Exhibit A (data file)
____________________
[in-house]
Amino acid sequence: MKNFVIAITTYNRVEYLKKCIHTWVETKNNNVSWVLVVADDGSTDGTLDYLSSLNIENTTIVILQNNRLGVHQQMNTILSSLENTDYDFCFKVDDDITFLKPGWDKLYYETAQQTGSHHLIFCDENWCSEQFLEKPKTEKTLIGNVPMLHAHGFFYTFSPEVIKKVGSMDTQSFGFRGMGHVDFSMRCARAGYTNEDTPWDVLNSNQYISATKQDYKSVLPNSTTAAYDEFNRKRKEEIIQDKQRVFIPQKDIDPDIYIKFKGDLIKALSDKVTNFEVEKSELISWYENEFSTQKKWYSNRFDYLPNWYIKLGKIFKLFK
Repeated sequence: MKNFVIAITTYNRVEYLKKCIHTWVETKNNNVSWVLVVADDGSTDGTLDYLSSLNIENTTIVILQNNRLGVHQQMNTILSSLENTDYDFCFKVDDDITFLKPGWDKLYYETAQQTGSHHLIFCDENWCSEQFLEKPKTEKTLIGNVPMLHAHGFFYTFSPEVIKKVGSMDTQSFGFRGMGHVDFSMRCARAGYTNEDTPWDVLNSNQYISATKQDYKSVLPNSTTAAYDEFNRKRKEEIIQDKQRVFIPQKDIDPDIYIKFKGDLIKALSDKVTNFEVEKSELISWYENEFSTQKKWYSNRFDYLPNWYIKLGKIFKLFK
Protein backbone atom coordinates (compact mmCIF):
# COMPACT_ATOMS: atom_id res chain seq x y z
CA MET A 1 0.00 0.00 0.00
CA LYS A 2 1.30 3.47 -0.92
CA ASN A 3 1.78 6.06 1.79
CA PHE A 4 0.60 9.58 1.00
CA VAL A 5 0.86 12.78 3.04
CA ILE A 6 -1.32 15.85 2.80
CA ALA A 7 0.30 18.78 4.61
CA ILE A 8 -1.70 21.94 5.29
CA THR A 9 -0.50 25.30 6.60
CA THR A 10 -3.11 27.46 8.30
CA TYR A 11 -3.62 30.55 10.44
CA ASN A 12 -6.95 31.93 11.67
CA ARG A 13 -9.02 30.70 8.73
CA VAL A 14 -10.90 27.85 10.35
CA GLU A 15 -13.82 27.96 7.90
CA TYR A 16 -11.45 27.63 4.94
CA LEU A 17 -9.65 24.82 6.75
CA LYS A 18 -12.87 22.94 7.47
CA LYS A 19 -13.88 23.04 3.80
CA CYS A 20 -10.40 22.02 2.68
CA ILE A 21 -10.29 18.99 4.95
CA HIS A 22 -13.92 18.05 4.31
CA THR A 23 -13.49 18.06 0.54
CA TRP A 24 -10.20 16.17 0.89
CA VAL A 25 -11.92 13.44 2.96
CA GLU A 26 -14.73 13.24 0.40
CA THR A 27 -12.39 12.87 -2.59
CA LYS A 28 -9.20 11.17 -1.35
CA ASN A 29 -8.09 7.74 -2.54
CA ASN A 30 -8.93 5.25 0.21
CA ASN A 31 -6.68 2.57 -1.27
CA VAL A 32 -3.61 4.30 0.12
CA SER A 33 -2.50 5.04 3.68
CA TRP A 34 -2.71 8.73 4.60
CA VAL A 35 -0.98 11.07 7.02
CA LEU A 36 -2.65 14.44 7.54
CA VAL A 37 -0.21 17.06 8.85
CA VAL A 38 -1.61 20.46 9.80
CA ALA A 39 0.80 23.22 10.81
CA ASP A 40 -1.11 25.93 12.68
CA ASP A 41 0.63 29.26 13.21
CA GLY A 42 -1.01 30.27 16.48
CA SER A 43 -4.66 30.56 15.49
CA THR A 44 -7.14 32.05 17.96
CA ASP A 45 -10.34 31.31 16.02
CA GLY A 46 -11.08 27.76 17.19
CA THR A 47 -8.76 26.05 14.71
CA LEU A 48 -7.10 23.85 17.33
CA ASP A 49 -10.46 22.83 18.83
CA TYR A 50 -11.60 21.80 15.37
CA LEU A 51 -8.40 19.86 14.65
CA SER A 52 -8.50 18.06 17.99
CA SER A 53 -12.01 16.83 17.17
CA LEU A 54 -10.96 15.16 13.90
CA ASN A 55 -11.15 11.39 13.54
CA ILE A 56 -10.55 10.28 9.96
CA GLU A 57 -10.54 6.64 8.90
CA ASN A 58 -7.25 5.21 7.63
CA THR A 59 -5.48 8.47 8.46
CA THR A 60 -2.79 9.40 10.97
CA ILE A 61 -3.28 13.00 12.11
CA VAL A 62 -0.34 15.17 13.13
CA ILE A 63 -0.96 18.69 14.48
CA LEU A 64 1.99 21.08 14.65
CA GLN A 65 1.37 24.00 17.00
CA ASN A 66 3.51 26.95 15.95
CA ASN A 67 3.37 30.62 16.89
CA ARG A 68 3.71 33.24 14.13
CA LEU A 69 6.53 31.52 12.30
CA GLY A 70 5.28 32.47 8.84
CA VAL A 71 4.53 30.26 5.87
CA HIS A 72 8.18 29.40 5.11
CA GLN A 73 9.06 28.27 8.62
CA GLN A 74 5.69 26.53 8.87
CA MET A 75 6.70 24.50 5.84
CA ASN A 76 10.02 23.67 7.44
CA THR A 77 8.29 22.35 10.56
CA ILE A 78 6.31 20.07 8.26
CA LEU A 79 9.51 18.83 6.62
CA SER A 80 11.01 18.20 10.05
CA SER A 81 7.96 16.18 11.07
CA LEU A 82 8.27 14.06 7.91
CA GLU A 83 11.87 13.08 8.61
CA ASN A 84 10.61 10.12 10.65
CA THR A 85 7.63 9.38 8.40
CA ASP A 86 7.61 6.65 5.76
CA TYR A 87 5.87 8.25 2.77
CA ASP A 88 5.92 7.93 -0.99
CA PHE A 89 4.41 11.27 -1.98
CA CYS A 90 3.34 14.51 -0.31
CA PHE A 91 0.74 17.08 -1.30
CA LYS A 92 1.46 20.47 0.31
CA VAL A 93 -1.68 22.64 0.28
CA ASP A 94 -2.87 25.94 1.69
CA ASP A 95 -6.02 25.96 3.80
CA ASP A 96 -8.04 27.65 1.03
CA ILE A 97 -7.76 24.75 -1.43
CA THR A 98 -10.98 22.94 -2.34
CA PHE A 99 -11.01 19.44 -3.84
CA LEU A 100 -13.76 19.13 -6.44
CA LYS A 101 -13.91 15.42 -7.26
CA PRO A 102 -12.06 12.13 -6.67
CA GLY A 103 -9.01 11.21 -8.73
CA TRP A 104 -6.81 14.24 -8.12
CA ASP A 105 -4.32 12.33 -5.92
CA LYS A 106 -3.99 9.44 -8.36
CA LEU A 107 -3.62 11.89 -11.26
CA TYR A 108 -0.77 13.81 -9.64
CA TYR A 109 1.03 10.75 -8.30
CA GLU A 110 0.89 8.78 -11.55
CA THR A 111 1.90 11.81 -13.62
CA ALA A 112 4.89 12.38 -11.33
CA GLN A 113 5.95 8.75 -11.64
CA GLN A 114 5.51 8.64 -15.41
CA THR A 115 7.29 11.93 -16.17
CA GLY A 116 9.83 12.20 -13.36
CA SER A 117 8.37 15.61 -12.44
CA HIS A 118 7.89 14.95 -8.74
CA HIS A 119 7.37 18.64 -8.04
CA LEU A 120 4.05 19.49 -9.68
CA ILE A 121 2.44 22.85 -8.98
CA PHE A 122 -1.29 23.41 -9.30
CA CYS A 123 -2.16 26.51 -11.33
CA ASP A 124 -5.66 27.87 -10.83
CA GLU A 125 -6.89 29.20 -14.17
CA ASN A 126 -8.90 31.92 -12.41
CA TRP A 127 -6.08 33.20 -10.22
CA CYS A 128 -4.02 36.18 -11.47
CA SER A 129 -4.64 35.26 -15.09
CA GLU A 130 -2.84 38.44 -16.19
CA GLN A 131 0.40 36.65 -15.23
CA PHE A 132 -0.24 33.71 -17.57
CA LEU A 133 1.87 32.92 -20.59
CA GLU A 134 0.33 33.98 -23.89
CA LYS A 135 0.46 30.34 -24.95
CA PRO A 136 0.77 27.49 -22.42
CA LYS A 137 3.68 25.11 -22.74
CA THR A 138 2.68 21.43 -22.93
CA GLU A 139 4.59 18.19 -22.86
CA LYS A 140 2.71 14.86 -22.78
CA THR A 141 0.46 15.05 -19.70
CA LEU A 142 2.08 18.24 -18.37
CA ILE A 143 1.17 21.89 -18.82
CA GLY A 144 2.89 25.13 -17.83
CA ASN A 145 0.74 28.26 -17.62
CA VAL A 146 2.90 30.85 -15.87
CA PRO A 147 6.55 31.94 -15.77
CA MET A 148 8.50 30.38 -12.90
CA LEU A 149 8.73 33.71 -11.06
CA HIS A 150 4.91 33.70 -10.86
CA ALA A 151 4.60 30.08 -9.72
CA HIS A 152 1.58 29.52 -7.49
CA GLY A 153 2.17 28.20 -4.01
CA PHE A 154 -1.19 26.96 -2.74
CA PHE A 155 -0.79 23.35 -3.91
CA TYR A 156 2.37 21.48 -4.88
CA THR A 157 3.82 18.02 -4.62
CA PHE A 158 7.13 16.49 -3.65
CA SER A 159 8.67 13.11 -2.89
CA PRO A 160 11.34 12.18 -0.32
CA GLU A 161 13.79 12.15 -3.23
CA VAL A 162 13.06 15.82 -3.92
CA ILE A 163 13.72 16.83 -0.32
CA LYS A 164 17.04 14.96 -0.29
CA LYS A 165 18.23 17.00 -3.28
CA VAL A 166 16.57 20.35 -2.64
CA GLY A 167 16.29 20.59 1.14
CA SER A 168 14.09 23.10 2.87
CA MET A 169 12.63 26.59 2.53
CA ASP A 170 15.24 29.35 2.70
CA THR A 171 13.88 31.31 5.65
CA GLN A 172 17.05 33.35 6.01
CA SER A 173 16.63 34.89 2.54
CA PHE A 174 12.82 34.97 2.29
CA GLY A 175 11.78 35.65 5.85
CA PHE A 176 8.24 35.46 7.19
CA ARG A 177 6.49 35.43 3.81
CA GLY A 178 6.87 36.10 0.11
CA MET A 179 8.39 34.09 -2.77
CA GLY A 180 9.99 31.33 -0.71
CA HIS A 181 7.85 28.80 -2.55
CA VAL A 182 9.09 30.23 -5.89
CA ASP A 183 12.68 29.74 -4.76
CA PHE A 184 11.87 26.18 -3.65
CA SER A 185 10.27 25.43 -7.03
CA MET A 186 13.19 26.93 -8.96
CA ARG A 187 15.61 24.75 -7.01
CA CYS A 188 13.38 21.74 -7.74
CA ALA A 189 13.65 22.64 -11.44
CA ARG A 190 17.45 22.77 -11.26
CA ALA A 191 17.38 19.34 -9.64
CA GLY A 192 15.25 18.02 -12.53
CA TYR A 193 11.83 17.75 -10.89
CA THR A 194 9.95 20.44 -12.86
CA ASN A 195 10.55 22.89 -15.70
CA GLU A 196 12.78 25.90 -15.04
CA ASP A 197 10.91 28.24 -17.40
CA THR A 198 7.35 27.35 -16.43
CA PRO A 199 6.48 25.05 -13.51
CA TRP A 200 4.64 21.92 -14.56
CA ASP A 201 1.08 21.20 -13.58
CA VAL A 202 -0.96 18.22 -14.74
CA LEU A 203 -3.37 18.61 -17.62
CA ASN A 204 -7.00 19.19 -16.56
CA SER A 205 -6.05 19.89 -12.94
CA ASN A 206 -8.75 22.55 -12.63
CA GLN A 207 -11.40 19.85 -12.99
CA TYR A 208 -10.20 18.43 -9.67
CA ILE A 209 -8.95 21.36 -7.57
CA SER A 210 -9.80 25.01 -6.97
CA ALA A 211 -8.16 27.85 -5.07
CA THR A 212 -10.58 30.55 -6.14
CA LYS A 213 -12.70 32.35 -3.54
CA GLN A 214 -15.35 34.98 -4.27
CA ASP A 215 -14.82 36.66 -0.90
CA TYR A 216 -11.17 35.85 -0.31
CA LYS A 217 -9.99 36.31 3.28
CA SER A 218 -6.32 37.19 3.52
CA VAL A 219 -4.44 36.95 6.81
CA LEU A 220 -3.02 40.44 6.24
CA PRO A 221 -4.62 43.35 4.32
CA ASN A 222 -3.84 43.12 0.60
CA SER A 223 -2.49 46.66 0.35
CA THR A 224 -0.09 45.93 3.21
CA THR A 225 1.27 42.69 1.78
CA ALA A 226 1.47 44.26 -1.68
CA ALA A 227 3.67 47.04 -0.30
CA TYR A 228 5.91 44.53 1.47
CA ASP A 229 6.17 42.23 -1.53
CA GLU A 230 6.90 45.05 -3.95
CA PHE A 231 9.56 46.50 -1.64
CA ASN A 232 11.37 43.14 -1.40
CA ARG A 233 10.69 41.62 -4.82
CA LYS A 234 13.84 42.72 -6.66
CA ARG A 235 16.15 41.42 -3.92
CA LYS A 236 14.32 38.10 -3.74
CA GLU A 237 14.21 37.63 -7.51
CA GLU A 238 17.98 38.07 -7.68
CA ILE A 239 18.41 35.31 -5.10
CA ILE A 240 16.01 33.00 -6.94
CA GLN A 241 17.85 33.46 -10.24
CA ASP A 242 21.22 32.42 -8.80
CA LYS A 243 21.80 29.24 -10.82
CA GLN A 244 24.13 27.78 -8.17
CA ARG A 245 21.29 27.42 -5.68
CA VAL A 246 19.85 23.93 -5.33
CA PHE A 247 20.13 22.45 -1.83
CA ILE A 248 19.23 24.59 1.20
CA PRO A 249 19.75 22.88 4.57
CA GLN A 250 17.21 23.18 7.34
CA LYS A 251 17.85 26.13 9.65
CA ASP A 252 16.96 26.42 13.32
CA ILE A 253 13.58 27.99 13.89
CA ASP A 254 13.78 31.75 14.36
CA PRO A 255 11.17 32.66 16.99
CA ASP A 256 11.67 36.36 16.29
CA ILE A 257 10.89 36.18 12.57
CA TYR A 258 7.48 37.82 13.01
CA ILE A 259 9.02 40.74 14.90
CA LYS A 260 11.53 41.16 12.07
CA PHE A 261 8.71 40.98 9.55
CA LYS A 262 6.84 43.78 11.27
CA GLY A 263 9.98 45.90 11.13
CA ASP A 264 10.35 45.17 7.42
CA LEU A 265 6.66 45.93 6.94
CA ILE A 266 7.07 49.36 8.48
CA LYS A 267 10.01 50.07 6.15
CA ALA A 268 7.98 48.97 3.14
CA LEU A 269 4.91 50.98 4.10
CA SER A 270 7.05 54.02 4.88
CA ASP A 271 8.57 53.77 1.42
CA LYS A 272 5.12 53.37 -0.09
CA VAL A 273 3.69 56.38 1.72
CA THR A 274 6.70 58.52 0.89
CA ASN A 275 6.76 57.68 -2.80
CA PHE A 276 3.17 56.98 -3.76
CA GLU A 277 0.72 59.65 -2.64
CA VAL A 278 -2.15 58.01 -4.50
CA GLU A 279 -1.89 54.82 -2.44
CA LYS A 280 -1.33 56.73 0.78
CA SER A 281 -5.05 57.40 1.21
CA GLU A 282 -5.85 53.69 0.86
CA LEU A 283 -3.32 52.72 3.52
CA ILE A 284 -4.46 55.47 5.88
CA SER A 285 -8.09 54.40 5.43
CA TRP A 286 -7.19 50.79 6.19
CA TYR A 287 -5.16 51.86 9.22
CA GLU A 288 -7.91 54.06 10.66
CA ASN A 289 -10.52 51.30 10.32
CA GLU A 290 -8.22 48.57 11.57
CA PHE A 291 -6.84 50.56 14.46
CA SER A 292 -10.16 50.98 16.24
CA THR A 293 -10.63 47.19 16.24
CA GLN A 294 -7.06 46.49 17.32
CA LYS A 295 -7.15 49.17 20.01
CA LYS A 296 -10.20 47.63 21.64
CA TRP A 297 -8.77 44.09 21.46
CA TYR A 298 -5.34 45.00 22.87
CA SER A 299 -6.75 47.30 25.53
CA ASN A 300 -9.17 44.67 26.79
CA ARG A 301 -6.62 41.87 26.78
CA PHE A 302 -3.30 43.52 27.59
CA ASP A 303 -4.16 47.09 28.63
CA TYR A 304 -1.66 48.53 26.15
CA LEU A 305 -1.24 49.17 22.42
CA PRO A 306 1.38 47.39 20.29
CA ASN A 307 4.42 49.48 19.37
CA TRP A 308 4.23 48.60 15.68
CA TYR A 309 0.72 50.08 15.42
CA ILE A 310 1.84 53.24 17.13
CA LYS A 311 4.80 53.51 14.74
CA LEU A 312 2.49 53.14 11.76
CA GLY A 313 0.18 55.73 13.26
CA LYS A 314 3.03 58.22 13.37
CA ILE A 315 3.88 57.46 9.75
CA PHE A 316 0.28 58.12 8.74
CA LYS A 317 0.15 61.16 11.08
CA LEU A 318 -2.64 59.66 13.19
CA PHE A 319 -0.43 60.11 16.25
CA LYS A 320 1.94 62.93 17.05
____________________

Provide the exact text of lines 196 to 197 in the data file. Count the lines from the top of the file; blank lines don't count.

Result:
CA ALA A 191 17.38 19.34 -9.64
CA GLY A 192 15.25 18.02 -12.53